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Comandos. Sam Dillon. Holt, $27. One of the big myths propagated by the Reagan administration was the urgency of winning the war in Nicaragua. For eight long years, the Reagan White House served the American public romanticized images of the Nicaraguan contras: freedom-loving democrats who would rise up and liberate their nation from the shackles of communist tyranny. They were, Reagan told us, defenders of human rights, "the moral equivalents of our founding fathers," and certainly worthy of a little CIA support.

To help drive the message home, the administration mounted a multimillion-dollar propaganda campaign led by the now-convicted former secretary of state, Elliot Abrams. Its mission? To overcome persistent reports that the contras were little more than a cast of armed banditos. At the White House, the axiom perception is reality" dominated; that is, the administration believed that by altering public perception it could achieve the desired reality. Abrams quickly labeled any reports of abuse by the freedom fighters outright lies. The messengers of those subversive reports-the press and human rights groups-were, at best, willing dupes of what he called the "Sandinista lobby." At worst, they were themselves Sandinista spies.

The fallaciousness of this campaign has since been made clear, but for those with lingering doubts about the legacy of the contras, this book by Miami Herald reporter Sam Dillon should help put them to rest.

Dillon follows the the trail of Luis Fley, a contra field commander who went by the nom de guerre Comandante Jhonson [sic]. As the war wound down in early 1988, Jhonson was selected as chief investigator of a congressionally mandated review of the contra human rights program. But instead of pursuing the rampant rumors about contras raping, torturing, and murdering suspected Sandinistas or sympathizers, he focused on reports of rape, torture, and murder by contra commanders against their own troops.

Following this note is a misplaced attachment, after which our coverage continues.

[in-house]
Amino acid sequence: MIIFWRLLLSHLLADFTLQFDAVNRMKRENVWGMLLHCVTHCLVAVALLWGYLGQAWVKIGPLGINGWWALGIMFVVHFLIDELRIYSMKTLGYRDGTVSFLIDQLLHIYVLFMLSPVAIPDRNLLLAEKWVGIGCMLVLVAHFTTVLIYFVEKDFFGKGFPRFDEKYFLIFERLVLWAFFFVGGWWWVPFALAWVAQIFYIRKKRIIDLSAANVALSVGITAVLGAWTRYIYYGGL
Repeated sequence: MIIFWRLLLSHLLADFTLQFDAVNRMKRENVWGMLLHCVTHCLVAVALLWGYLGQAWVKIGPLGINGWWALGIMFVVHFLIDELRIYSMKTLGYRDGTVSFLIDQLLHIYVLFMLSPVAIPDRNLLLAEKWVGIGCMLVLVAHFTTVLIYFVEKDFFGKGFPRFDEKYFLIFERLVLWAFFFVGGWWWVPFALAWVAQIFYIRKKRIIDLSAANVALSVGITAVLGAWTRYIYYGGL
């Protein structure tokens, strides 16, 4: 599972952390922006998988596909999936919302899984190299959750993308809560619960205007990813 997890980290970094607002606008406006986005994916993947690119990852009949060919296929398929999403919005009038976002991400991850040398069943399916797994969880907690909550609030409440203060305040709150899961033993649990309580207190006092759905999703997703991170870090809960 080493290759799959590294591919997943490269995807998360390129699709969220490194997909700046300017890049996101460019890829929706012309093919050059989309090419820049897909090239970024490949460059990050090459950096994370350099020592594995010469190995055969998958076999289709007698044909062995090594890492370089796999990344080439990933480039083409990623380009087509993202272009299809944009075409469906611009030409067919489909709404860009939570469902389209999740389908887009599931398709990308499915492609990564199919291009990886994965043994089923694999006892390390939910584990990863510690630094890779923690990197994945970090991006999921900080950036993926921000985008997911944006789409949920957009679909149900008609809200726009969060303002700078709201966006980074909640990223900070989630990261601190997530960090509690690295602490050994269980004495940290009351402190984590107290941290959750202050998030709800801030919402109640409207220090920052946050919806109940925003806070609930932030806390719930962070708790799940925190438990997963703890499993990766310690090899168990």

Dillon deftly documents the frustrations-and ultimate futility-of Jhonson's efforts to bring some of the most brutal contras to justice. For the rebels it was a time of war, and what little justice prevailed was rooted in a military code of conduct adopted from the former regime's National Guard. Theirs was a system of tribunals where the judges and jury were rebel peers and where the maximum sentence was mere expulsion from the contras' ranks. Even so, Jhonson faced resistance at every step of his investigation, as rebel leaders took the notion of being held accountable for their actions rather poorly.

Along the way, Jhonson and his small team of investigators received alarming reports of secret prisons run by the rebels' elite intelligence units, where their own soldiers were being held as enemy infiltrators. He learned that virtually every prisoner was tortured and that virtually every woman detainee was systematically raped-in some cases for months on end. Dillon also recounts how the elite corps garnered its evidence: by eliciting statements under torture. If a prisoner failed to "confess" and offer the names of co-conspirators," the torture continued.